Allow Me To Explain #NewYorkValues to Ted Cruz

In this post, we explain to Republican Presidential candidate Ted Cruz exactly what “New York Values” are all about.

Well-known vile, hateful, friendless, ugly, Presidential candidate Ted Cruz made a major misstep this week when he took aim at so-called “New York values” this week. Cruz said in an interview, “The rest of the country knows exactly what New York values are. I got to say, they’re not Iowa values and they’re not New Hampshire values.”

Rather than explain that statement was a mistake, he doubled-down during last night’s Republican Debate, saying that Donald Trump embodies New York values, which are “socially liberal, pro-gay marriage, pro-abortion, focused on money and the media.”

Trump fired back by prattling on mindlessly about 9/11. I don’t like Trump’s response, either, because New York City was the Greatest City in the World before 9/11 as well.

New York City is so much more than that. New York City has been a beacon of liberty, freedom, and creativity for three centuries. New York City is, and has been, been a global leader in art, science, law, music, and business. New York City was the cradle for the establishment of so many rights we Americans hold dear. Here are just some of the things to love about New York, in chronological order.

Religious Freedom & Founding the Nation

  1. In 1657, New York City was the site of the Flushing Remonstrance, the first written statement of religious freedom and a precursor to the Bill of Rights’s guarantee of freedom of religion. Some of the signers of the Flushing Remonstrance were jailed for over a month on rations of bread and water until they recanted.


2. John Bowne, also of Flushing, protested Peter Stuyvesant’s religious persecution and allowed Quakers to meet at his house. He was arrested and sentenced to banishment to Holland; although his bravery led to the end of religious persecution in the colony.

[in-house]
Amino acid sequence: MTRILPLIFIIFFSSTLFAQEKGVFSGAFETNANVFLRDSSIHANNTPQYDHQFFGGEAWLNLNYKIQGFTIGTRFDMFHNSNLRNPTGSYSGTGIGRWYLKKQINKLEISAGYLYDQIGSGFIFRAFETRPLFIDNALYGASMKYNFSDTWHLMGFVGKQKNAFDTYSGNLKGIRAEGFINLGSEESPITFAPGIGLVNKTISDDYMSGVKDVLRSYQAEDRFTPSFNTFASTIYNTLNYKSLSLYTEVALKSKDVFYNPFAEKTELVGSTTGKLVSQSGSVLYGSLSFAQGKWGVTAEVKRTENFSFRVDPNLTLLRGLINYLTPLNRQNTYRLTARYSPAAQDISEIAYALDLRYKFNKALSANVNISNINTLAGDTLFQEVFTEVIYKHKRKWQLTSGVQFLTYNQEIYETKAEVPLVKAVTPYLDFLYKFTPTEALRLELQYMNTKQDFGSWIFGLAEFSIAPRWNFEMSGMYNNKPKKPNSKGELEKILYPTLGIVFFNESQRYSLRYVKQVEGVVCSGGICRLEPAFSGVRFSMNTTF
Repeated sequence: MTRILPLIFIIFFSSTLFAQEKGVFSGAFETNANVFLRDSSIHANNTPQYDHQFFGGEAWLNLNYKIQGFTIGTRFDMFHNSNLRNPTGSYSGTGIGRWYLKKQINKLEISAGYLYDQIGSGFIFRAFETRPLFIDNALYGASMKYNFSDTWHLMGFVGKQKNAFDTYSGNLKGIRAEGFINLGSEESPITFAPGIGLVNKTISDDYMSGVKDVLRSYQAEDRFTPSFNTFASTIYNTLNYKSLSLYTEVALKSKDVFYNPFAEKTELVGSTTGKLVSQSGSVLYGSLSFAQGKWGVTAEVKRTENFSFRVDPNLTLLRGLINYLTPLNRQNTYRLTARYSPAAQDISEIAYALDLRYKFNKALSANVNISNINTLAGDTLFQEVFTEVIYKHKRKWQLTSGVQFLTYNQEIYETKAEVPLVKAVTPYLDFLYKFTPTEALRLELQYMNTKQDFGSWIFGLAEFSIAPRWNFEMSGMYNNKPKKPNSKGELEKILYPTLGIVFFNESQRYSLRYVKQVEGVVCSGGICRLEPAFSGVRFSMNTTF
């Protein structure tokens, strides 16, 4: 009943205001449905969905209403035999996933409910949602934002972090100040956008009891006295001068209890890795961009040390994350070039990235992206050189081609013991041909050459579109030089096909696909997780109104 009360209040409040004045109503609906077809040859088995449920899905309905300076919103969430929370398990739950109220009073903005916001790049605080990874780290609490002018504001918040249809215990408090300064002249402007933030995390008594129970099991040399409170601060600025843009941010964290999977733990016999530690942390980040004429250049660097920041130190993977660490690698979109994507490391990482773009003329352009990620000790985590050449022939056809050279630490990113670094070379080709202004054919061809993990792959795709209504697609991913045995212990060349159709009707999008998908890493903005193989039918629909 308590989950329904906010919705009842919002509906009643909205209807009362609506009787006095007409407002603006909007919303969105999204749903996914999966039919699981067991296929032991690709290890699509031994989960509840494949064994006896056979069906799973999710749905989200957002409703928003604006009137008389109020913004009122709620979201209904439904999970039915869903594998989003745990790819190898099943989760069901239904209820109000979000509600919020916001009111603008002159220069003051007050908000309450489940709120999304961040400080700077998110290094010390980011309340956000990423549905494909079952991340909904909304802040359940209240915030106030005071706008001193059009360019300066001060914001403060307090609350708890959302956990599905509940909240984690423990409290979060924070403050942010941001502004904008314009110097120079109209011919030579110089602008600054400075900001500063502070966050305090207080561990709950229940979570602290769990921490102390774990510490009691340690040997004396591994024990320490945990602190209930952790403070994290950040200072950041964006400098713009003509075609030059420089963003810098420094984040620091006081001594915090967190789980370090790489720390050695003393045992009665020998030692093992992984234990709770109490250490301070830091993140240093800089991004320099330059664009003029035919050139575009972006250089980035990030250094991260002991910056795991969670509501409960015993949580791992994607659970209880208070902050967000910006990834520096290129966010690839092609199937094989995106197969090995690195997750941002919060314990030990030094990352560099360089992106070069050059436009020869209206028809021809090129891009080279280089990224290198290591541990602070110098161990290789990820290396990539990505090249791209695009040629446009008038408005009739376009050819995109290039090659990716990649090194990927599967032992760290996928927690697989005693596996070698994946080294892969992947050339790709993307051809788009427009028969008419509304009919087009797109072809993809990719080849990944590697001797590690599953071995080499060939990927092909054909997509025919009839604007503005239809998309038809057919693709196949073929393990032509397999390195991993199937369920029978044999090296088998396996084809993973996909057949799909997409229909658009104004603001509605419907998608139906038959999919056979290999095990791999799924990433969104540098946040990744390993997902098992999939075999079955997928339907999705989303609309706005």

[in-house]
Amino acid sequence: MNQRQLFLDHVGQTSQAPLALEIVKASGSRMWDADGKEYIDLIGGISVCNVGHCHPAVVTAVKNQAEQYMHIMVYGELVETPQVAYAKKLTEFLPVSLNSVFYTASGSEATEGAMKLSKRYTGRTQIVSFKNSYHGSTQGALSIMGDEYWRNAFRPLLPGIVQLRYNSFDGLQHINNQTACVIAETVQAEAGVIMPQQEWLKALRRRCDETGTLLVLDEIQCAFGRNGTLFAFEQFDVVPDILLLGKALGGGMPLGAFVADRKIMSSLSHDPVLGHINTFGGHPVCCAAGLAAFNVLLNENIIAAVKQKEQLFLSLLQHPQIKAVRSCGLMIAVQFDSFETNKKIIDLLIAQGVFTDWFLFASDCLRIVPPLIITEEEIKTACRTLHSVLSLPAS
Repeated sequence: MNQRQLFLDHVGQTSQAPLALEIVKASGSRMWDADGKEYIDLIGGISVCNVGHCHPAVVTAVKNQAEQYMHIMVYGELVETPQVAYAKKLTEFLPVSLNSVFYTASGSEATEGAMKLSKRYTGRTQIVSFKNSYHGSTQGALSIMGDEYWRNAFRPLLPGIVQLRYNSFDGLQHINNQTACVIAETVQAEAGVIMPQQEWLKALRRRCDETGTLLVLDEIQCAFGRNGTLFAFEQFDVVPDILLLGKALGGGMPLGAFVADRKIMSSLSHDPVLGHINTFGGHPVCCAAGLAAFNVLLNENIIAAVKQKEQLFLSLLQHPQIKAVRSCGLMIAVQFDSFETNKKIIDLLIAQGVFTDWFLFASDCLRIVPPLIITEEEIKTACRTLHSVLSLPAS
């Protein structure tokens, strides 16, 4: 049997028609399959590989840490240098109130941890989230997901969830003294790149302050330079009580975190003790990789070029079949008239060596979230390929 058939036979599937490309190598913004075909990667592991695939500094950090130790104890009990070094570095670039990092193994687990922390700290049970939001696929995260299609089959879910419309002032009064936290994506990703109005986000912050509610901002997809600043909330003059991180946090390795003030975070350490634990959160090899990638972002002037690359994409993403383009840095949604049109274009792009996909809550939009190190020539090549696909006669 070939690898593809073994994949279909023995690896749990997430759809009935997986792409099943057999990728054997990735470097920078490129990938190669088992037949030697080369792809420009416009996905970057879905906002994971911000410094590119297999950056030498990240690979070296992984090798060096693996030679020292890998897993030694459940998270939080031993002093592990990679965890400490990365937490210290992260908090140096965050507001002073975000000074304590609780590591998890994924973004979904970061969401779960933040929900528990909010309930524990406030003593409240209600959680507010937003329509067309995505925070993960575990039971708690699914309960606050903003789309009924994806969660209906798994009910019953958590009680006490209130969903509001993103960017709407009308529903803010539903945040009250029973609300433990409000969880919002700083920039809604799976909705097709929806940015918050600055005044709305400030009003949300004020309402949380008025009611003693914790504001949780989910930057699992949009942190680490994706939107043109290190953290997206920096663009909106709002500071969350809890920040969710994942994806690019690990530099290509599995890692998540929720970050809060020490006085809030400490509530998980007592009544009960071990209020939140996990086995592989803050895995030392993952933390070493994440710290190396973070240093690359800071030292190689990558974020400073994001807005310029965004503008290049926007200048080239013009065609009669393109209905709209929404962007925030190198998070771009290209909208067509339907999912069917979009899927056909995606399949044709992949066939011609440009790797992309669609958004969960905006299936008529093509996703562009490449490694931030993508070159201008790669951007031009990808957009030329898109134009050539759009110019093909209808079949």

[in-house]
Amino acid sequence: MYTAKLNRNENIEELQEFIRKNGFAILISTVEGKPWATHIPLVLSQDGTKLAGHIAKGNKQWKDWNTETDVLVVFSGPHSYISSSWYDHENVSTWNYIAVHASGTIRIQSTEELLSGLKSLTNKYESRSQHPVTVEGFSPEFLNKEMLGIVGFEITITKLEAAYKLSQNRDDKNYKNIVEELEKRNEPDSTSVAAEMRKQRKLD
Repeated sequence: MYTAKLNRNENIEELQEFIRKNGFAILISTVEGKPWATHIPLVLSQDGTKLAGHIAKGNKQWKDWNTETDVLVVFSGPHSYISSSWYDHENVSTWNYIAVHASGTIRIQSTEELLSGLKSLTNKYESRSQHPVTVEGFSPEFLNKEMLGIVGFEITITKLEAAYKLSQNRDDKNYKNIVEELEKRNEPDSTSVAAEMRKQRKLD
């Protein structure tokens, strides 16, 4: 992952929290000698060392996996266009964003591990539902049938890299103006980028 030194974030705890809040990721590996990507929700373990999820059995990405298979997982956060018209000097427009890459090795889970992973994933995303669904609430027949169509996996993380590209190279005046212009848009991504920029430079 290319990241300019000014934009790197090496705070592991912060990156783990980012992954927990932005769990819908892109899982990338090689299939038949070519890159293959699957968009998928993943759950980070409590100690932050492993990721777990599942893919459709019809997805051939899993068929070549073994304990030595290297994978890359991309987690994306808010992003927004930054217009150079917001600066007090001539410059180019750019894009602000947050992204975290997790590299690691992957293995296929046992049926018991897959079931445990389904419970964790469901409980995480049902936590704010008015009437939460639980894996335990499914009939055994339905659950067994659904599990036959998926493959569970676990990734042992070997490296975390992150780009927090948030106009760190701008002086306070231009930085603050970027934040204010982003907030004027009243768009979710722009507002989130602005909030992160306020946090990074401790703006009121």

3. New York City was the site of battles during the Revolutionary War, most notably the Battle of Long Island (a.k.a. the Battle of Brooklyn), which was the largest battle of the war. The Battle of Long Island stretched from Gravesend Bay through Prospect Park and into Brooklyn Heights, and 2,000 American troops were killed, injured, or captured. There are countless American heroes from New York, like James Rivington, Alexander MacDougal, and Francis Louis, who you can read about here.

4. You a fan of Alexander Hamilton? He was an adopted New Yorker who attended Columbia University, established the Bank of New York, and practiced law in New York. Do you like the Constitution? Well, Alexander Hamilton helped to write it, and wrote 51 of the 85 Federalist Papers, which to this day remain the single most important reference for Constitutional interpretation.

Abolition of Slavery, Creation of the Grid, and the Civil War

4. New York City passed a law gradually ending slavery as early as 1799 … and all remaining slaves were freed on July 4, 1827.

5. The Commissioners’ Plan of 1811, which established New York City’s remarkable grid system, was groundbreaking and set the tone for New York’s rise to preeminence. It combines “beauty, order, and convenience.” There’s a good view on the Commissioners’ Plan here.

6. In the lead up to the Civil War, New York City was the largest and most influential city in the United States and supported the war effort. New Yorkers like John Jacob Astor III even used their private funds to build military installations (would love to see that today). Overall, no place in the Union raised more money or furnished more troops or lost more lives than New York.

Immigration, Art, and Liberty

7. In 1892, Ellis Island opened, providing a gateway to freedom, liberty, and justice was created, through which millions of immigrants came to America.